Introduction: Vacation Pet Feeder From Recycled Materials

If you are a pet owner, going on vacation can be stressful. Usually, you need a friend or neighbor to come over every day and feed your pets. However, by enslaving robots you can keep your pet happy and enjoy a stress-free holiday. To save money and learn something new, I decided to make my pet feeder out of recycled materials like cardboard and glue sticks. Cardboard is great for rapid prototyping.

I have entered the pet feeder into the Make It Real Challenge because it relies on 3D modelling software for a rapid prototype design. I made this instructable especially for the contest after writing the original article for wonderhowto.com. As much as I love cardboard, I could prototype more precise designs with a 3D printer and build up my design skills for rocketry and robotics mechanisms. Please rate, vote and comment to help make my cardboard dreams a plastic reality!

 

Materials

  • Glue stick
  • Cardboard
  • Scissors
  • Hot glue
  • Continuous rotation servo
  • Arduino board

Step 1:

We will be using the glue stick case as a linear actuator. To attach it to our servo, we must first get rid of the glue. Remove the glue from the tube and pry it off of the inner plastic slide. This can get messy so be careful! Remove the circular cap at the base of the glue and set it aside.

 

Step 2: Make Actuator Arm

The rotational motion exerted at the bottom of a glue stick causes the glue to travel up a spiral rod and out the end of the cap. We are replacing the glue with a brass tube to make it sturdy enough to handle all that pet food.

1. Hot glue the tube into the small plastic cup from inside the glue stick. The hollow tube will fit neatly around the inner corkscrew of the glue stick.

2. Make four notches in the handle of the glue stick and fit them over the servo horn. Use hot glue to secure the connection. It is important to make sure the glue dries while the servo and glue stick are perfectly aligned. This will prevent wobbling.

Step 3: Make an Enclosure

I designed my first ever google sketch up model just for this project. Seeing a model in 3D makes it easy to evaluate your design before you build. While the setup is very simple, I think the 3D model helps in understanding the linear actuator. Open the attached google sketch up file to see the pet feeder sketch up.

Step 4: Attach Arm to Base

There are many methods you can use to attach the moving platform to the actuator arm. I hot glued a circle of cardboard to the arm and then glued the platform onto the circle. You can also use screws and balsa wood if you want a more secure connection.

1. Make the platform slightly smaller than your enclosure to allow the platform to slide inside the box.

2. Glue the bottom of the servo to a cardboard base.

3. Push the actuator arm into the box and seal the bottom with hot glue or tape.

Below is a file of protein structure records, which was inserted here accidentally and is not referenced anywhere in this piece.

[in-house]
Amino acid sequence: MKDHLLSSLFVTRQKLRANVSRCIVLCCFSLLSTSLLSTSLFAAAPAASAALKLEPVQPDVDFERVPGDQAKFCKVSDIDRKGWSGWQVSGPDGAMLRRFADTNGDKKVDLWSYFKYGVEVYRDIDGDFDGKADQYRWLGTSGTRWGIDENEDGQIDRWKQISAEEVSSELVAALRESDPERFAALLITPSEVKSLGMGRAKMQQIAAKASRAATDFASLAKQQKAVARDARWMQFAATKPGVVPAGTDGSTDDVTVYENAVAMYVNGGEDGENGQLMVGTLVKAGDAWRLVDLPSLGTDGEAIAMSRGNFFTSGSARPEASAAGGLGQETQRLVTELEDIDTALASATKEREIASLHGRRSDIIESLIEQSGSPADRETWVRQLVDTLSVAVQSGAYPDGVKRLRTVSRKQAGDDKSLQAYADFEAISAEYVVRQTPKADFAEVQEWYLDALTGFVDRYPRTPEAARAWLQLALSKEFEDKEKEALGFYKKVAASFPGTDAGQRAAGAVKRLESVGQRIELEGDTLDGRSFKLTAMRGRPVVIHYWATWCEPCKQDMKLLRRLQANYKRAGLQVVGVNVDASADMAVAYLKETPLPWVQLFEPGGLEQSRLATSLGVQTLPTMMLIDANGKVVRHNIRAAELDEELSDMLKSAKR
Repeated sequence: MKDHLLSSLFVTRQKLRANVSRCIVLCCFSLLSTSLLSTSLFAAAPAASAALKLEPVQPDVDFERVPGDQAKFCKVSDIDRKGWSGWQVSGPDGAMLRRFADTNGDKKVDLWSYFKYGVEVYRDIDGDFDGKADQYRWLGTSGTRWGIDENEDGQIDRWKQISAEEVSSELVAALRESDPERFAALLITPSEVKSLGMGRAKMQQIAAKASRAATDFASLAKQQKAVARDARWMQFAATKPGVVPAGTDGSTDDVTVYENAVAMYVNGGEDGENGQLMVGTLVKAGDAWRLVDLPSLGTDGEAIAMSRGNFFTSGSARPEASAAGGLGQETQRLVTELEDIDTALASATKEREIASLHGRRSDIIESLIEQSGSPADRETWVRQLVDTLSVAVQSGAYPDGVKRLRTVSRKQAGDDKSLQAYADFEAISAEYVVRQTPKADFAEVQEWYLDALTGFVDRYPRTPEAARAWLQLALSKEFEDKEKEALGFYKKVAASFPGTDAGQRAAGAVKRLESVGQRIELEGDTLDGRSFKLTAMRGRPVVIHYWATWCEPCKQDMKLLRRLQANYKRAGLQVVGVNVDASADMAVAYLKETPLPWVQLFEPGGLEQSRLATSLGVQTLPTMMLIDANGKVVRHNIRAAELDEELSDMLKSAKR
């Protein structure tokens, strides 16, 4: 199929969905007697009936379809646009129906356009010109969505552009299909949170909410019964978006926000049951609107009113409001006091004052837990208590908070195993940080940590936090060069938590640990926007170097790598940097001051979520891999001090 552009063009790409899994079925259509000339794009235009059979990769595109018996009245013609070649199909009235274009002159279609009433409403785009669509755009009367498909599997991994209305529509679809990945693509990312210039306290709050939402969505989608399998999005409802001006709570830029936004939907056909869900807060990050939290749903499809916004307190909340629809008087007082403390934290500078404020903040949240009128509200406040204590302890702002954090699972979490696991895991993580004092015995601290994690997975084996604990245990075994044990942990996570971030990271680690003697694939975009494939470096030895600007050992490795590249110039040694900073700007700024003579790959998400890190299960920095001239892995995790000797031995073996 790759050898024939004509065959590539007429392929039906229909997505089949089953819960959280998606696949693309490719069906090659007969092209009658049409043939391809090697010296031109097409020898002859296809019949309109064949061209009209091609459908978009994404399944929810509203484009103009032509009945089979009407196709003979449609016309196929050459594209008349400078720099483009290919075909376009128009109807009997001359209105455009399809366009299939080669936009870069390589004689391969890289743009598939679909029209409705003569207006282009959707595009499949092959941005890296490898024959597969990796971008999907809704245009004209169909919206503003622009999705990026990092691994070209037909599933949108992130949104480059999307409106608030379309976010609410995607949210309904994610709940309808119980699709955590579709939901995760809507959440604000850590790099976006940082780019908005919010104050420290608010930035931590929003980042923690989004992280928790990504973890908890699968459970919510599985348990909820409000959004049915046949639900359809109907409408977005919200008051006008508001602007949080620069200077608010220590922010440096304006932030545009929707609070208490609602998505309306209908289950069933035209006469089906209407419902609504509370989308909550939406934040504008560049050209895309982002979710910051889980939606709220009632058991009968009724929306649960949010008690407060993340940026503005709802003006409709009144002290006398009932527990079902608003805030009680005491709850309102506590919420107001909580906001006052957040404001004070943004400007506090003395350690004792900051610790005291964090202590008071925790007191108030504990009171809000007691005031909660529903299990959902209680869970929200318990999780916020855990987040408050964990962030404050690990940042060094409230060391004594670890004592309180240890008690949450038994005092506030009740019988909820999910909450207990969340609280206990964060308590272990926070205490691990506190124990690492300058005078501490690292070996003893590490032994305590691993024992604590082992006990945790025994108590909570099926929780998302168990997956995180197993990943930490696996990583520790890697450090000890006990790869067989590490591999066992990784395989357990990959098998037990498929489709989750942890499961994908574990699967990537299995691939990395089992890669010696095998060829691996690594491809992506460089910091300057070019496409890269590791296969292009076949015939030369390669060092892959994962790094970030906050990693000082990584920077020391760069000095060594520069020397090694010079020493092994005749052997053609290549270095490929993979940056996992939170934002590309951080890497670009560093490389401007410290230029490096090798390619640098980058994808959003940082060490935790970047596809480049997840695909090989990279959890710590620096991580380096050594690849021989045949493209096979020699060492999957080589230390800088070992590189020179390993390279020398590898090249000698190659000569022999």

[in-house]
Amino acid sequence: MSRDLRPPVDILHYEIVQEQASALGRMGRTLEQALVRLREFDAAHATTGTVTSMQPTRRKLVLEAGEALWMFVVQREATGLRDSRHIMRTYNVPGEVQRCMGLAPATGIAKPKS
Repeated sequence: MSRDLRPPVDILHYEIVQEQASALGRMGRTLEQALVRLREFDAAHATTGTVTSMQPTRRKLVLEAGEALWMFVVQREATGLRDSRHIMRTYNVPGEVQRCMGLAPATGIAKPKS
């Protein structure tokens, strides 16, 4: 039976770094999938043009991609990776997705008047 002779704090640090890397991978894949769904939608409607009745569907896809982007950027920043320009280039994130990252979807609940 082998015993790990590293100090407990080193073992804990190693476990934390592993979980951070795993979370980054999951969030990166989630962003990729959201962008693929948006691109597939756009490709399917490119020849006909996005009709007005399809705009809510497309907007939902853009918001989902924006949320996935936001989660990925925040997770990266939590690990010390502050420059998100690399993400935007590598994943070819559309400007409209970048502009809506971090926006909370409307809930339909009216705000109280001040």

Step 5: Adjust Platform and Cut Exit Chute

Mark where the maximum and minimum heights of the platform are. Cut a circular hole in the side of the enclosure in between the two levels. This is where the pet food will spill from. Set the platform to the maximum height, entirely closing off the chute. Gently pour the pet food until it fills the upper chamber of the feeder.

Step 6: Circuit

Our circuit is very simple. Connect the red servo wire to 5 volts on the Arduino. Connect the black wire to Arduino ground. Connect the white wire to Arduino pin 10. That's it!

Step 7: Code

All our code does is lower and raise the platform every 12 hours. To do this, we need to tell the servo what direction to spin and for how long. This will vary depending on your servo and glue stick.

Continuous rotation servos are programmed differently from regular servos. Instead of being set to a specific angle like 45 degrees, continuous rotation servos are set to a direction at a specific speed. When set to 90 degrees, a continuous rotation servo should stay still. When set to above 90 degrees, the servo will turn right. Set below 90, the servo will turn left. The farther away from 90 degrees, the faster the servo spins.

You can download the code here.

Step 8: Feed!

Time to set up your feeder and hope it doesn't scare your pets! My cat jumped on the opportunity for extra treats when I tested it.

There are a bunch of ways you could use this linear actuator to serve pet food. You could even make a vending machine set up! If you do make a variation of the pet feeder, please add to the 3D model and share with the community!

Comments

author
Dalton63841 (author)2013-10-08

About how much weight can this servo handle in a configuration like this?

author
toezter (author)2012-04-29

Now for an automated kitty litter box (thats DIY of course)

author
Revolt Lab (author)toezter2012-04-29

Please make an instructable if you figure that one out!

author
Jayefuu (author)2012-04-27

Nice use of recycled materials, but my cat would DESTROY that.

author
Revolt Lab (author)Jayefuu2012-04-27

I am blessed with a docile cat =)

author
hungyhipo 2 (author)Revolt Lab2012-04-28

lol

author
parismtb (author)hungyhipo 22012-04-29

My cat would simply knock it down, then scratch it till she can access the food :)

author
clovercreature (author)2012-04-28

Cool idea! This would be really useful if I didn't have a dog that would eat all the cat food.

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